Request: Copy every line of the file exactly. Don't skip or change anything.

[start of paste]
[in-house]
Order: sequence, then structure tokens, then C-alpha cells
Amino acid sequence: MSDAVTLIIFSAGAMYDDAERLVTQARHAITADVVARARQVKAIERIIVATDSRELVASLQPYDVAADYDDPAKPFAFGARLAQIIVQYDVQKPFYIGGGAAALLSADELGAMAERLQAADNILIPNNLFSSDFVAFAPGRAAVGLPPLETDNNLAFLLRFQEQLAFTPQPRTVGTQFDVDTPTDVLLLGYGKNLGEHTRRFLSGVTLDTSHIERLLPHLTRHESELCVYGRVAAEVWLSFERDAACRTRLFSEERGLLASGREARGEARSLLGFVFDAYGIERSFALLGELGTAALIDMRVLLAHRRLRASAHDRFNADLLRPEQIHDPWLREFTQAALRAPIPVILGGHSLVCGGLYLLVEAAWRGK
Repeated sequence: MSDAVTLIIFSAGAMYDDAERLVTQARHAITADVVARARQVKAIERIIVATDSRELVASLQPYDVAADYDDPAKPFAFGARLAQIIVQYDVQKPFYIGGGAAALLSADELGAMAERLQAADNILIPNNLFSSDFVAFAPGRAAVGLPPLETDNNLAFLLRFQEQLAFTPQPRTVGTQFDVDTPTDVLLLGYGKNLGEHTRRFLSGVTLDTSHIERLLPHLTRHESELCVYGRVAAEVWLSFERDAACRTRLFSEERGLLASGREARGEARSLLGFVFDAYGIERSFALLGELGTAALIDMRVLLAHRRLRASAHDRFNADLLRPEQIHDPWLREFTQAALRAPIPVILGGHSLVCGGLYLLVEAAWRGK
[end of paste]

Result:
[in-house]
Order: sequence, then structure tokens, then C-alpha cells
Amino acid sequence: MSDAVTLIIFSAGAMYDDAERLVTQARHAITADVVARARQVKAIERIIVATDSRELVASLQPYDVAADYDDPAKPFAFGARLAQIIVQYDVQKPFYIGGGAAALLSADELGAMAERLQAADNILIPNNLFSSDFVAFAPGRAAVGLPPLETDNNLAFLLRFQEQLAFTPQPRTVGTQFDVDTPTDVLLLGYGKNLGEHTRRFLSGVTLDTSHIERLLPHLTRHESELCVYGRVAAEVWLSFERDAACRTRLFSEERGLLASGREARGEARSLLGFVFDAYGIERSFALLGELGTAALIDMRVLLAHRRLRASAHDRFNADLLRPEQIHDPWLREFTQAALRAPIPVILGGHSLVCGGLYLLVEAAWRGK
Repeated sequence: MSDAVTLIIFSAGAMYDDAERLVTQARHAITADVVARARQVKAIERIIVATDSRELVASLQPYDVAADYDDPAKPFAFGARLAQIIVQYDVQKPFYIGGGAAALLSADELGAMAERLQAADNILIPNNLFSSDFVAFAPGRAAVGLPPLETDNNLAFLLRFQEQLAFTPQPRTVGTQFDVDTPTDVLLLGYGKNLGEHTRRFLSGVTLDTSHIERLLPHLTRHESELCVYGRVAAEVWLSFERDAACRTRLFSEERGLLASGREARGEARSLLGFVFDAYGIERSFALLGELGTAALIDMRVLLAHRRLRASAHDRFNADLLRPEQIHDPWLREFTQAALRAPIPVILGGHSLVCGGLYLLVEAAWRGK